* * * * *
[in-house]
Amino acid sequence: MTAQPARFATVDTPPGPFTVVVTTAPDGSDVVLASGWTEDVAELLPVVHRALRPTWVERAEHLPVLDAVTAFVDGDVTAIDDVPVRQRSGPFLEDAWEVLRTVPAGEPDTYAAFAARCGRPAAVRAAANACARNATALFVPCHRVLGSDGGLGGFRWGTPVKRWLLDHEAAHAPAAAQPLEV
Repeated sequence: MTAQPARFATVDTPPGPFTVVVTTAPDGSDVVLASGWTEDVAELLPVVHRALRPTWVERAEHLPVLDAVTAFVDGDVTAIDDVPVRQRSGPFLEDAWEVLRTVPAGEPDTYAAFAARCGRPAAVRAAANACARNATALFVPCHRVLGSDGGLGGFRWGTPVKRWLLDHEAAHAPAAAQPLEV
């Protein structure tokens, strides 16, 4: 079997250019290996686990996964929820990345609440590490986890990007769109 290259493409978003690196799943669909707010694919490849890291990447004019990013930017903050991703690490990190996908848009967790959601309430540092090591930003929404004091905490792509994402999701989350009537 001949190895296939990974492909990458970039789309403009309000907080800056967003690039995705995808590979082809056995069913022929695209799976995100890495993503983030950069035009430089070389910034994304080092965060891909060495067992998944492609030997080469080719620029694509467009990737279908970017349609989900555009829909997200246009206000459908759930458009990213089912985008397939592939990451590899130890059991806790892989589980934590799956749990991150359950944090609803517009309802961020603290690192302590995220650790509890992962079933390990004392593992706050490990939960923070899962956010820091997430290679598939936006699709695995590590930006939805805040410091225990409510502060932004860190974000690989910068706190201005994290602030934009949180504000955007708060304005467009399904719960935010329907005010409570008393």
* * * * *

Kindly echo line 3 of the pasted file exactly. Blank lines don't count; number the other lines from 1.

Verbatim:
Repeated sequence: MTAQPARFATVDTPPGPFTVVVTTAPDGSDVVLASGWTEDVAELLPVVHRALRPTWVERAEHLPVLDAVTAFVDGDVTAIDDVPVRQRSGPFLEDAWEVLRTVPAGEPDTYAAFAARCGRPAAVRAAANACARNATALFVPCHRVLGSDGGLGGFRWGTPVKRWLLDHEAAHAPAAAQPLEV